Feb. 14, 2021, 12:06 p.m. by Avery Uslaner
On my recent Arch install, I decided to create separate partitions for my root and home directories. Unfortunately, I'm a dummy and only allocated 20 GB for the root partition. As it turns out, that's not enough for a proper workstation setup so now I have to fix my mistake.
My particular install involves two usb drives, one with the Arch boot partition and the other with a cryptographic key to unlock the hard drive in my laptop. So to get started, I remove the usb drive with the boot partition and replace it with another usb that holds the Arch live environment I originally used for the installation. This way, I can boot into the live environment, unlock my drive, and resize the partitions while they're not in use.
Decrypting the Drive
I used dm-crypt plain mode to encrypt the drive so the first step is to unlock it so I can see the partitions. That looks like this:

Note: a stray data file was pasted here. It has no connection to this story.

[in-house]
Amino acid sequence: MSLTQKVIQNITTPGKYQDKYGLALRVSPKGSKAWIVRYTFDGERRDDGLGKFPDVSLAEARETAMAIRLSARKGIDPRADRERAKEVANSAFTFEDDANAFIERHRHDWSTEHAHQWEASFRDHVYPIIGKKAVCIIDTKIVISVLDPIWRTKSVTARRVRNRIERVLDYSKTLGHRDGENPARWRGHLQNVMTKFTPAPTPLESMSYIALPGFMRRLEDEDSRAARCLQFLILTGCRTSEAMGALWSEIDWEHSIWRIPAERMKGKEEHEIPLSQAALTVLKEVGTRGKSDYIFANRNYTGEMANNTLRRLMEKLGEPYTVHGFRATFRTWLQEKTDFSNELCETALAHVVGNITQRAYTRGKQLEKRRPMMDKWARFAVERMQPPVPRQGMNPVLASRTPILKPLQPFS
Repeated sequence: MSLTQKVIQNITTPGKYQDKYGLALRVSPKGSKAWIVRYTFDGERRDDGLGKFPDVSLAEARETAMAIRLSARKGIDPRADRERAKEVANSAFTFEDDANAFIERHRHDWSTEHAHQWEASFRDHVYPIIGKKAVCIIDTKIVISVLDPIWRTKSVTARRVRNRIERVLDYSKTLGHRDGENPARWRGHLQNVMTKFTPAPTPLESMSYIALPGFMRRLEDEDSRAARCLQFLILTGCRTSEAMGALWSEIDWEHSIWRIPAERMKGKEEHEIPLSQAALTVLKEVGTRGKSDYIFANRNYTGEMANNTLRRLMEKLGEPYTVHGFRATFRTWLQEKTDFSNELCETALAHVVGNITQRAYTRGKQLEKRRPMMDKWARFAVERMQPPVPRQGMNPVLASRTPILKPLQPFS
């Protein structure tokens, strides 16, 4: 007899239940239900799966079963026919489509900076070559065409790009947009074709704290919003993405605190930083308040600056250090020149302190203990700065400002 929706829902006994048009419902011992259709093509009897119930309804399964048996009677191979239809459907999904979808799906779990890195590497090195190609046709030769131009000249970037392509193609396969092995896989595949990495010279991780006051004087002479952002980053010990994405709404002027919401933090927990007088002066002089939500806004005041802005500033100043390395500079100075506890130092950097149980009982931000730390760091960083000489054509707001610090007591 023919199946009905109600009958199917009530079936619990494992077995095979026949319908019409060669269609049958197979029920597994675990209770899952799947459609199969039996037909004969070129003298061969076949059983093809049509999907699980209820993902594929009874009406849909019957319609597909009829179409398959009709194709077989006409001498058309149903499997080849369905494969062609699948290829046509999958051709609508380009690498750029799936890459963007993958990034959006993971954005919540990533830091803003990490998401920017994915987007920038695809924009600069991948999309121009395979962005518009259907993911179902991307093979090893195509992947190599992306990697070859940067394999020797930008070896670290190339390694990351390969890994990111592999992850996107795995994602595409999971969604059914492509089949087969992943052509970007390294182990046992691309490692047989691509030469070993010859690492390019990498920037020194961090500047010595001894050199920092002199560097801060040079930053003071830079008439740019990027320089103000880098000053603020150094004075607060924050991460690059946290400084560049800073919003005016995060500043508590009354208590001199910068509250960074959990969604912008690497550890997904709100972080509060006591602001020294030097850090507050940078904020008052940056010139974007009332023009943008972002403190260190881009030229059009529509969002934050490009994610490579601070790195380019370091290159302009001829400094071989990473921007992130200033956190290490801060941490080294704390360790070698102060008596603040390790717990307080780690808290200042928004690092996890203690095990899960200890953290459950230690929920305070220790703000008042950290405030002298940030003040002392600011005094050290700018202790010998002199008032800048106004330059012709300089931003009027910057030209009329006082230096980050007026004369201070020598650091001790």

cryptsetup --cipher=aes-xts-plain64 --offset=0 --key-file=/dev/sdc --key-size=512 open --type plain /dev/sda cryptlvm
In the above code snippet, /dev/sdc is the usb drive containing nothing but my cryptographic key and /dev/sda is the drive I'm decrypting.
At this point, I can see my logical volume group which look something like this:
NAME MAJ:MIN RM SIZE RO TYPE MOUNTPOINT sda 8:0 0 400G 0 disk └─cryptlvm 254:0 0 400G 0 crypt ├─MyVolGroup-swap 254:1 0 8G 0 lvm [SWAP] ├─MyVolGroup-root 254:2 0 20G 0 lvm /mnt └─MyVolGroup-home 254:3 0 372G 0 lvm /mnt/home
At this point, I can hopefully use lvresize to reduce the size of my home partition and add that extra space to my root partition. So let's give that a go:
lvresize -L -20G --resizefs MyVolGroup/home lvresize -l +100%FREE --resizefs MyVolGroup/root
Surprisingly painless. And now my root partition is twice the size it used to be so I can install more packages without fear of running out of space.